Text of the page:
NEW PRODUCT – 36mm Square 12V Digital RGB LED Pixels (Strand of 20) [WS2801]
NEW PRODUCT – 36mm Square 12V Digital RGB LED Pixels (Strand of 20) [WS2801]. RGB Pixels are digitally-controllable lights you can set to any color, or animate. Each metal ‘pixel square’ contains 4 RGB LEDs and a controller chip soldered to a PCB. The pixel is then ‘flooded’ with epoxy to make it waterproof. These are fairly large pixels but they have a lot of nice mounting options, such as two metal flanges on the side and a 0.15″/4mm diameter hole in the middle so you can screw them directly onto a surface. They’re typically used to make outdoor signs. Compared to our other LED dots, these are much bigger and much brighter, good for larger scale installations.
The pixels are connected by a 4-conductor cable. +12VDC, ground, data and clock. Data is shifted down from one pixel to the next so that you can easily cut the strand or attach more onto the end.
Each dot is digitally controlled, with an internal 8-bit PWM LED driver (24-bit color for 16 million different shades). The pixels must be clocked by a microcontroller, we have an example code linked below that works on an Arduino, it should be simple to adapt it to any other microcontroller.
The pixels use 4 x 5050 RGB LEDs, with a 120 degree beam width. The total max brightness of all LEDs is about 6000mcd. (Please note: mcd ratings of LEDs are notoriously inflated by most LED sellers, so be extra-skeptical when reviewing LED ratings!)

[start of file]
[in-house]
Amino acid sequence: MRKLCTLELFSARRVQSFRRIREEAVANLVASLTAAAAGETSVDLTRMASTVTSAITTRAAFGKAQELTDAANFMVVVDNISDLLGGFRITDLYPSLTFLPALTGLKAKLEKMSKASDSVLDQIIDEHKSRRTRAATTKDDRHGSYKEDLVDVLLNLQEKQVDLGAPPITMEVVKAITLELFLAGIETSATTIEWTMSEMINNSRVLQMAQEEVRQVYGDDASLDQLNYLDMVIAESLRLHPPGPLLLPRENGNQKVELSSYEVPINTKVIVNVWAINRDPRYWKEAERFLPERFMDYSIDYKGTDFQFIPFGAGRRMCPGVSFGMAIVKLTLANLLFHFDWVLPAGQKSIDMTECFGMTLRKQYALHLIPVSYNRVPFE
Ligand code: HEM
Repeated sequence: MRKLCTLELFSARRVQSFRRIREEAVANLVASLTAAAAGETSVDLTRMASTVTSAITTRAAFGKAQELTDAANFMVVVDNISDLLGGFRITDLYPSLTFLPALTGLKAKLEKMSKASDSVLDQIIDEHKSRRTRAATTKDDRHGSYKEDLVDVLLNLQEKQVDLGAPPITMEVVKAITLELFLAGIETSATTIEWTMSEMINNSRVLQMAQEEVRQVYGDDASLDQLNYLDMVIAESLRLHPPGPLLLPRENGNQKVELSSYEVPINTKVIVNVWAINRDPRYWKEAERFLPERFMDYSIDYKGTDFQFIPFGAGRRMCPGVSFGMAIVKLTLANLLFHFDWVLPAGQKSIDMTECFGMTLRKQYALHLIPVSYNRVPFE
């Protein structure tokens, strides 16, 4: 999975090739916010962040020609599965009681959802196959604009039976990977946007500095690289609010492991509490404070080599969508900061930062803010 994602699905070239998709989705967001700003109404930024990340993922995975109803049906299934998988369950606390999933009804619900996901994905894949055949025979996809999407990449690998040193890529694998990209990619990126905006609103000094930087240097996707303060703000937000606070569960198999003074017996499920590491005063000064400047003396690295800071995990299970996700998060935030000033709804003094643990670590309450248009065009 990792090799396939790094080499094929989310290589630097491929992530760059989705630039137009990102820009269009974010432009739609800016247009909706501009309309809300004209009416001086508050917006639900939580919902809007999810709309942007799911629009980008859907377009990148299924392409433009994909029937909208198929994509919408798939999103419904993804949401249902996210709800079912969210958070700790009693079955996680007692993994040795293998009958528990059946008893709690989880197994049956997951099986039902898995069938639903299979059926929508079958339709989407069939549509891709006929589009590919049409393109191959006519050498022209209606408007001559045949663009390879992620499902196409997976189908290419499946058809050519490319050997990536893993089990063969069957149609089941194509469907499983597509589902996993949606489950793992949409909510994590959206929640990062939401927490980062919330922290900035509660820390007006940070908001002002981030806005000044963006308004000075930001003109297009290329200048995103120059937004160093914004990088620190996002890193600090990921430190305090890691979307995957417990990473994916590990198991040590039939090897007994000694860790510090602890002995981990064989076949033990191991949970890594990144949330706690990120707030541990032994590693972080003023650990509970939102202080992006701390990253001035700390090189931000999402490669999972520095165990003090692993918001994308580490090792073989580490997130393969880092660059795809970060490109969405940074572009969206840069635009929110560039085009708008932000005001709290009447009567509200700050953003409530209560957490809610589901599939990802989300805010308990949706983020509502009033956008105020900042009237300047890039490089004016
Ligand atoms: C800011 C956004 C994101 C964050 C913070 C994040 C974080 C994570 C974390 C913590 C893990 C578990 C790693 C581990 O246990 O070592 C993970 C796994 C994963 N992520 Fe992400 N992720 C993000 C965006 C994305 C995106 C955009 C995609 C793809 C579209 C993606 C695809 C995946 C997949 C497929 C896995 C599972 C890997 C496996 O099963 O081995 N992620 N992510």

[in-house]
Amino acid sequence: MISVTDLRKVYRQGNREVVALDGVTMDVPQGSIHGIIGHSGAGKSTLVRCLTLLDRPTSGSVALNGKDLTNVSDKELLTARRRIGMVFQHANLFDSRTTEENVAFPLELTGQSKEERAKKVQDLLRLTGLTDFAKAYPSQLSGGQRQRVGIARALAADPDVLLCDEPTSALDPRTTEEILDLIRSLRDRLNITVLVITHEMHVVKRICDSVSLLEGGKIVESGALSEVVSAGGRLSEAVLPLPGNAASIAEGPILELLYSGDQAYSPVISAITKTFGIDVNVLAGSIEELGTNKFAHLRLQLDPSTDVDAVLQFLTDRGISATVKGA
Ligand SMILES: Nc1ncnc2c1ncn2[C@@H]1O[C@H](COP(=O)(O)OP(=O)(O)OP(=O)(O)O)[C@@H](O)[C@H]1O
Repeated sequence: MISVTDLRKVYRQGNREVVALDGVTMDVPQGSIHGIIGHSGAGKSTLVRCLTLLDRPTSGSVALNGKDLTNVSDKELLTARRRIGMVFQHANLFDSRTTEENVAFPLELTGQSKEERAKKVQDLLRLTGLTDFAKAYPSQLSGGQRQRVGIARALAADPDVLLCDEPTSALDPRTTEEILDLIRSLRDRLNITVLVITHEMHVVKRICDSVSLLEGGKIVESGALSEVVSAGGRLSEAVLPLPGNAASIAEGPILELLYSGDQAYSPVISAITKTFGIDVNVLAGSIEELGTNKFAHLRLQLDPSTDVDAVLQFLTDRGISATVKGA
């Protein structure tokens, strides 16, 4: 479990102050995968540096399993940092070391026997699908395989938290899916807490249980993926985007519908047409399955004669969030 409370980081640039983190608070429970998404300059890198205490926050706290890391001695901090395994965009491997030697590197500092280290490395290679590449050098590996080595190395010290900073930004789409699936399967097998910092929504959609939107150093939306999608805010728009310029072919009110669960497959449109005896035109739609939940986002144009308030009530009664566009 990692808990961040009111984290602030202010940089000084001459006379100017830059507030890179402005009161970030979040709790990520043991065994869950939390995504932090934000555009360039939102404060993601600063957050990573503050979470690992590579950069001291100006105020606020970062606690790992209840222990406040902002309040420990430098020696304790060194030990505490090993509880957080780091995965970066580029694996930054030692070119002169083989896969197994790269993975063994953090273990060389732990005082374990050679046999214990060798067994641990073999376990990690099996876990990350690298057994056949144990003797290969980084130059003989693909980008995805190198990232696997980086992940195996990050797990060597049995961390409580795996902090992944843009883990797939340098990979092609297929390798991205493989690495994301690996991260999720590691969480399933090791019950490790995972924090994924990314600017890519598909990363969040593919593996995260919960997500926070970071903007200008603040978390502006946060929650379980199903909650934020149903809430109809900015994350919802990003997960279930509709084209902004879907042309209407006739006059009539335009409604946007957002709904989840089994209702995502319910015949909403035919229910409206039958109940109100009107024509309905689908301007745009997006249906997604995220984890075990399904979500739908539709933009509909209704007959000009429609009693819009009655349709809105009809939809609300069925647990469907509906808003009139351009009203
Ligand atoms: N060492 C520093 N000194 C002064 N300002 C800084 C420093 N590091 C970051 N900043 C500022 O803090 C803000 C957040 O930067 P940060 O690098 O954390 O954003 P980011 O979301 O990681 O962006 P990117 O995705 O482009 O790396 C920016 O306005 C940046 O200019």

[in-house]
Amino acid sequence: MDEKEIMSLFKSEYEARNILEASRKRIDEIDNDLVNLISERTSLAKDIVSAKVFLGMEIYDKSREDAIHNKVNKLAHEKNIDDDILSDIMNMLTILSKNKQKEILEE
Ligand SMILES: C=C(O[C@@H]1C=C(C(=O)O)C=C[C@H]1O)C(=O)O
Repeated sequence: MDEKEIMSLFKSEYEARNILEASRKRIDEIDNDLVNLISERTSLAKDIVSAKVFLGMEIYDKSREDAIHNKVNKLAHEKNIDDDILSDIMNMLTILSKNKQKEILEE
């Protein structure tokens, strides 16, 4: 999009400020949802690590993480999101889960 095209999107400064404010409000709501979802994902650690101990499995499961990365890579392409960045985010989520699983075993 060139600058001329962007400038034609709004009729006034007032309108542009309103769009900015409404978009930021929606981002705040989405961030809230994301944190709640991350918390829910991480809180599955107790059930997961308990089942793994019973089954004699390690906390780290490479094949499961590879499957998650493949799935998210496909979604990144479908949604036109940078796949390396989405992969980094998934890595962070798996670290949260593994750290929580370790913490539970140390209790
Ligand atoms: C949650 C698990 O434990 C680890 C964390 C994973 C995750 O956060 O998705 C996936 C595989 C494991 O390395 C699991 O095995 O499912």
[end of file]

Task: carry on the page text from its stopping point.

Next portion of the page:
Sold by the strand, each strand has 20 pixels in series! Each strand has two JST SM 3-pin connectors so you can connect multiple strands in a row, as many as you wish, just watch for how much current they want. The two power wires are brought out separately to make wiring easier, a 2.1mm terminal block adapter is handy here to attach a DC power supply. We have a 12V/5A supply that should be able to drive 2 or more strands (depending on current use). The LEDs are constant-current driven so you’ll have even colors through-out the strand as long as you have a stable 12V supply
Adafruit publishes a wide range of writing and video content, including interviews and reporting on the maker market and the wider technology world. Our standards page is intended as a guide to best practices that Adafruit uses, as well as an outline of the ethical standards Adafruit aspires to. While Adafruit is not an independent journalistic institution, Adafruit strives to be a fair, informative, and positive voice within the community – check it out here: adafruit.com/editorialstandards
Stop breadboarding and soldering – start making immediately! Adafruit’s Circuit Playground is jam-packed with LEDs, sensors, buttons, alligator clip pads and more. Build projects with Circuit Playground in a few minutes with the drag-and-drop MakeCode programming site, learn computer science using the CS Discoveries class on code.org, jump into CircuitPython to learn Python and hardware together, TinyGO, or even use the Arduino IDE. Circuit Playground Express is the newest and best Circuit Playground board, with support for CircuitPython, MakeCode, and Arduino. It has a powerful processor, 10 NeoPixels, mini speaker, InfraRed receive and transmit, two buttons, a switch, 14 alligator clip pads, and lots of sensors: capacitive touch, IR proximity, temperature, light, motion and sound. A whole wide world of electronics and coding is waiting for you, and it fits in the palm of your hand.
Have an amazing project to share? The Electronics Show and Tell is every Wednesday at 7pm ET! To join, head over to YouTube and check out the show’s live chat – we’ll post the link there.